Many of the fighters were younger members of Na Fianna Éireann. They included Bimbo Robb and Sam Smith who were positioned on top of Garvey’s roof at Grosvenor Place. Both were captured with automatic weapons on the Saturday morning and were ill-treated. Bimbo possibly witnessed the murder of Paddy Elliman as he heard two high velocity shots and overheard a soldier saying, ‘I just shot a blast bomber’. Paddy was shot as he smoked a cigarette. Robert Mateer and Jim Pollock were positioned in Osman Street as British snipers fired from the Divis Flats; they took refuge in Jim’s mother in law’s house.
Although the Falls remained sealed off, by midday on Sunday 5th July women had begun to gather at various points to march down to the Falls area. The British knew that most of the armaments had been moved before the cordon was fully effective. The Curfew was broken when 3,000 women of all shades of political opinion and none, marched to the British lines with food and groceries for the people. The unprepared soldiers tried to hold back the crowd at first, using batons at first, they pushed on without fear.
By the time the battle was over, the troops had captured 52 pistols, 38 rifles, 8 sub machine guns and 14 shotguns, along with 100 home-made grenades, 250 pounds of explosives and 21,000 rounds of ammunition. 337 people were arrested and 80 were wounded, with 18 British soldiers wounded.
The curfew created a sea change in many ways. Whatever positive impact the arrival of British troops might have had on the streets of Belfast and Derry in 1969, the sheer brutality of the British Army during the curfew sowed the seeds for decades of violence with the Provisionals. Nationalists had initially perceived the British Army as protecting them from the RUC and Unionist gangs. The curfew alienated these people, who had never been republicans but who now gave support to the Provisionals.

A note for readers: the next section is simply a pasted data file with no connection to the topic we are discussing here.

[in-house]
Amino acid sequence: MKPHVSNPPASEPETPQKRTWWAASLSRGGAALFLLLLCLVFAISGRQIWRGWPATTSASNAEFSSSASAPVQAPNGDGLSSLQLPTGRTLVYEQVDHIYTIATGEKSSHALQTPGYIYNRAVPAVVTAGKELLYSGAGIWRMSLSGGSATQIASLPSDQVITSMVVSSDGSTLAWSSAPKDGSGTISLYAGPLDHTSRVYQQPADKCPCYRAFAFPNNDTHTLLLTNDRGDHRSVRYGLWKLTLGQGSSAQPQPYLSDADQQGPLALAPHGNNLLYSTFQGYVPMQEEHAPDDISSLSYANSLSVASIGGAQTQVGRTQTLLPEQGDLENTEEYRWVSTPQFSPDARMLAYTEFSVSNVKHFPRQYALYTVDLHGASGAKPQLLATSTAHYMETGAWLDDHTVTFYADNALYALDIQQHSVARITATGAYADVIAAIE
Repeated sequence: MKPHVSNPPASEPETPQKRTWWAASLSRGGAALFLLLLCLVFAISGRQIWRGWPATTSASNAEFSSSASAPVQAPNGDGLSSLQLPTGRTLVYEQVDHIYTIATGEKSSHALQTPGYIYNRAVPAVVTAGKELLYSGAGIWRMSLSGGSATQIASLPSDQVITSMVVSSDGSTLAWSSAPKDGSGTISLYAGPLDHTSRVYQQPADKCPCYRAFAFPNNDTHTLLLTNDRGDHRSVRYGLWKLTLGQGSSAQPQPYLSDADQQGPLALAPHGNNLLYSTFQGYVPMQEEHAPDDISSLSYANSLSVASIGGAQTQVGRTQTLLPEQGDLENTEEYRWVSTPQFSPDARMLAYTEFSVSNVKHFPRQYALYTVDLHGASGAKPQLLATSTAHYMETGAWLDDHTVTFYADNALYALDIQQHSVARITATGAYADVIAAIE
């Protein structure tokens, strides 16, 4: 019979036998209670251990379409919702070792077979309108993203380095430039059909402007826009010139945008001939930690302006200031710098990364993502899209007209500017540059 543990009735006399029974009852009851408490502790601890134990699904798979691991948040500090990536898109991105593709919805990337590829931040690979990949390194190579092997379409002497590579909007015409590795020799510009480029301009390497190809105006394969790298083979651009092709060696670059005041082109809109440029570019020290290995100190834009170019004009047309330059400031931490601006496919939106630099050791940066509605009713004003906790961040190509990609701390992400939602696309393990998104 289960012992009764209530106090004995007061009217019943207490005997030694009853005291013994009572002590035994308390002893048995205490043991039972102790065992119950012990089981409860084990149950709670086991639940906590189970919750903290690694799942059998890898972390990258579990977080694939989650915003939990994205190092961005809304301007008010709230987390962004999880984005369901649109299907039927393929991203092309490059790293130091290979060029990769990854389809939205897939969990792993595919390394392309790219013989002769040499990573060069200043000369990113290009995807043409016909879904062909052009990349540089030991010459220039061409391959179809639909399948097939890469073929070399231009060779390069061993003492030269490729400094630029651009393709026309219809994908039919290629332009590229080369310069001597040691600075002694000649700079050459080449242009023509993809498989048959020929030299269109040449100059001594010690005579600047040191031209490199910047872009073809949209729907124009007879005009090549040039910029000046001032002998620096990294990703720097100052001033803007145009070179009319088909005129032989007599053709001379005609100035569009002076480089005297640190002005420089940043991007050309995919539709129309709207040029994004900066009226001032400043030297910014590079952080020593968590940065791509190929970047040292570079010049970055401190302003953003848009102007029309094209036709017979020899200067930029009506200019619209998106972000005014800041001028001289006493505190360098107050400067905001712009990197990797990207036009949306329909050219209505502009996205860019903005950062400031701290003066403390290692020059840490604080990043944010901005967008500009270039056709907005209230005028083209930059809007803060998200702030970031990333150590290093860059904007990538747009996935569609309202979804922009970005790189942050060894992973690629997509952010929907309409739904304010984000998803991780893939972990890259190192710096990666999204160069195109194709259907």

The treatment of the community also increased the view that Northern Ireland could not be reformed, undermining the Northern Ireland Civil Rights Association (NICRA). NICRA was later dealt a fatal blow by the massacre on Bloody Sunday in Derry, which drove the civil rights movement off the streets of Northern Ireland. It also set back the work of Billy McMillen and other republicans who, throughout the 1960s had developed and renewed the republican movement’s understanding that physical force politics had failed to establish an Irish Republic in the 30s, 40s, and 50s. The Provisionals’ campaign also failed to achieve that objective. Today Sinn Féin administer Northern Ireland as part of a partitionist state under British rule.
The brutality also displayed a colonial mentality by the British, viewing Northern Ireland as another field for the similar operations it had run in Malaya, Kenya, Aden and Cyprus and identifying Catholics as a suspect population, which required army camps positioned at the very heart of their communities in order to maintain control. Hence, during internment, or Operation Demetrius as it was called by the British, land reserved for local businesses, GAA pitches and local factories were commandeered and occupied by the British Army. Similar tactics were used by the Americans in Vietnam during their occupation.
Four civilians were killed by the British Army during the Falls Curfew. These were Charles O’Neill, William Burns and Patrick Elliman, all local men, and Zbigniew Uglik, a 23-year-old Polish man who lived in England. None had any connection with Irish Republicans. It was the first ‘massacre’ of Irish civilians in Northern Ireland in ‘The Troubles’.
The fact that the RUC made no real attempt to investigate the killings and woundings, led directly to the massacres in Ballymurphy in August 1971 when eleven civilians were murdered, Springhill in 1972 when five civilians were murdered, and Derry in 1972 when fourteen civilians were murdered. The precedent for murder was set. Just a year previously the RUC had machine gunned our community, killing people in consort with Unionist mobs. No police were charged on that occasion.
Not one soldier has served an hour in prison for any of these murders. The British Army effectively became immune from prosecution for the murder of Irish civilians, an immunity they still seek to maintain today by claiming that any investigations or prosecutions for their crimes constitute a witch-hunt.